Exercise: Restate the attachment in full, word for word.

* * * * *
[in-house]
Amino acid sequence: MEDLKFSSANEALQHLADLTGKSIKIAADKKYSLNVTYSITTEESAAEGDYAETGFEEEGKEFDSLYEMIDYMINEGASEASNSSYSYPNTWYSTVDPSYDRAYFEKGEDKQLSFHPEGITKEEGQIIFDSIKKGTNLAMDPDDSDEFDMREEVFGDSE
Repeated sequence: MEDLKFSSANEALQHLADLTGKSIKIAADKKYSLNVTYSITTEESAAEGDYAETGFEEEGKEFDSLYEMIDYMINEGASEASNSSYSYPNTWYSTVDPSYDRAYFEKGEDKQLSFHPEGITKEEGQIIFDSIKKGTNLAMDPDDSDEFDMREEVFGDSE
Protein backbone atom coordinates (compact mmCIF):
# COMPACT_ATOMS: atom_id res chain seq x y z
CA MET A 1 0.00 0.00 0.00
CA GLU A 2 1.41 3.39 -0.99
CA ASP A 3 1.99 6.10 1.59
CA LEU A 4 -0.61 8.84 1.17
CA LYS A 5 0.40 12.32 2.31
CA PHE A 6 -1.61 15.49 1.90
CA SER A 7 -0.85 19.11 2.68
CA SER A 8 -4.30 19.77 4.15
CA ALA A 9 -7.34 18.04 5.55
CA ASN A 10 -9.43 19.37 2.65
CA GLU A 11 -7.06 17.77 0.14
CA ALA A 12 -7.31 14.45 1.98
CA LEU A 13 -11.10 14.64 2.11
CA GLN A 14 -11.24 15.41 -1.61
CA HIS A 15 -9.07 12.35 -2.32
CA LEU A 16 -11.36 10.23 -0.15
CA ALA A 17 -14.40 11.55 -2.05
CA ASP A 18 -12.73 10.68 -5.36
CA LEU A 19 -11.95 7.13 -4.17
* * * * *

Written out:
[in-house]
Amino acid sequence: MEDLKFSSANEALQHLADLTGKSIKIAADKKYSLNVTYSITTEESAAEGDYAETGFEEEGKEFDSLYEMIDYMINEGASEASNSSYSYPNTWYSTVDPSYDRAYFEKGEDKQLSFHPEGITKEEGQIIFDSIKKGTNLAMDPDDSDEFDMREEVFGDSE
Repeated sequence: MEDLKFSSANEALQHLADLTGKSIKIAADKKYSLNVTYSITTEESAAEGDYAETGFEEEGKEFDSLYEMIDYMINEGASEASNSSYSYPNTWYSTVDPSYDRAYFEKGEDKQLSFHPEGITKEEGQIIFDSIKKGTNLAMDPDDSDEFDMREEVFGDSE
Protein backbone atom coordinates (compact mmCIF):
# COMPACT_ATOMS: atom_id res chain seq x y z
CA MET A 1 0.00 0.00 0.00
CA GLU A 2 1.41 3.39 -0.99
CA ASP A 3 1.99 6.10 1.59
CA LEU A 4 -0.61 8.84 1.17
CA LYS A 5 0.40 12.32 2.31
CA PHE A 6 -1.61 15.49 1.90
CA SER A 7 -0.85 19.11 2.68
CA SER A 8 -4.30 19.77 4.15
CA ALA A 9 -7.34 18.04 5.55
CA ASN A 10 -9.43 19.37 2.65
CA GLU A 11 -7.06 17.77 0.14
CA ALA A 12 -7.31 14.45 1.98
CA LEU A 13 -11.10 14.64 2.11
CA GLN A 14 -11.24 15.41 -1.61
CA HIS A 15 -9.07 12.35 -2.32
CA LEU A 16 -11.36 10.23 -0.15
CA ALA A 17 -14.40 11.55 -2.05
CA ASP A 18 -12.73 10.68 -5.36
CA LEU A 19 -11.95 7.13 -4.17